I’m at Subtle Technologies this weekend. It’s a festival combining art and science, with an underlying theme. This year’s theme is light, so the talks are about ways in which scientists and artists use light.
So far my favourite talk was by Jayanne English, about astronomy images. She showed how the (artificial) colour in these images can be functional both scientifically (eg. to represent rotation of galaxies through red/blue shift) and artistically (to draw the eye to certain parts of the image). My favourite example was a picture that looked generally okay, but which was significantly improved in clarity and “interestingness” by just turning it upside down. The convention is to put images in the actual orientation – like a map – but it doesn’t matter if it’s upside down in this case. (It’s not like anyone will use these images as a map for space travel and get terribly lost.) And here just flipping the image, without other changes, improved it so much that it looked like a whole different picture, even though the information presented was still the same.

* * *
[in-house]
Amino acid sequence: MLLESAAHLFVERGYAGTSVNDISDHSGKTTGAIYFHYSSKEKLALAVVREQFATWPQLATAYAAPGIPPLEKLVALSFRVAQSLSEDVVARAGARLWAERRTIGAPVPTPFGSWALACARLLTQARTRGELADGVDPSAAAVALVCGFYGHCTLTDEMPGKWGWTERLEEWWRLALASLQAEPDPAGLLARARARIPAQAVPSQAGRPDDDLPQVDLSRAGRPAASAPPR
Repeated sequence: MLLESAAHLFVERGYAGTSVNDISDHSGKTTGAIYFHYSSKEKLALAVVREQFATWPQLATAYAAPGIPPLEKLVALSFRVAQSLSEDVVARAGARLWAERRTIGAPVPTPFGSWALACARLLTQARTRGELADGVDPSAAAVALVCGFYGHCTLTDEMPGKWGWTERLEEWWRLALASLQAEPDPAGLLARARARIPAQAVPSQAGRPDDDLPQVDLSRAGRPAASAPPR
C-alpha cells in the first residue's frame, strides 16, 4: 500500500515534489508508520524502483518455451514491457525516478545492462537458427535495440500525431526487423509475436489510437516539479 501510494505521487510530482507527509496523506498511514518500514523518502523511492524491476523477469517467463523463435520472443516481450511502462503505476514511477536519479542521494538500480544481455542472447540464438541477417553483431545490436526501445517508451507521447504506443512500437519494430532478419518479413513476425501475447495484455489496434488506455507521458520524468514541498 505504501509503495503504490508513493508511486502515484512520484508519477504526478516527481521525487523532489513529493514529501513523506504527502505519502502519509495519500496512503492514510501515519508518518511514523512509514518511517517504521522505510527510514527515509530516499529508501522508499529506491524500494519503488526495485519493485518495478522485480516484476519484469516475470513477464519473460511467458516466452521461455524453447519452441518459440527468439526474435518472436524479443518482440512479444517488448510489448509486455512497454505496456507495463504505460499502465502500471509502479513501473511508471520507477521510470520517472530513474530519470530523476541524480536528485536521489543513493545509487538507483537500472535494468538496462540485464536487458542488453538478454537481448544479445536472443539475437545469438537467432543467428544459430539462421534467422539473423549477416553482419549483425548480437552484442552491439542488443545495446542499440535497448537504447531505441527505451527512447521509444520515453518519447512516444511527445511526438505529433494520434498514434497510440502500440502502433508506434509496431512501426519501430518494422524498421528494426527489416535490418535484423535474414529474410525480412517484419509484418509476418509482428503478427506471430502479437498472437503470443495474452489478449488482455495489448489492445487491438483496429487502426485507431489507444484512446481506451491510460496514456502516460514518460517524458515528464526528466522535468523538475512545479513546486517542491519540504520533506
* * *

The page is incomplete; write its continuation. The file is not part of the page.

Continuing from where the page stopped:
It’s like the difference between switching the x and y axis on a bar graph. Some graphs make more sense when you see them flipped, even though the data that were used to make either graph are obviously the same.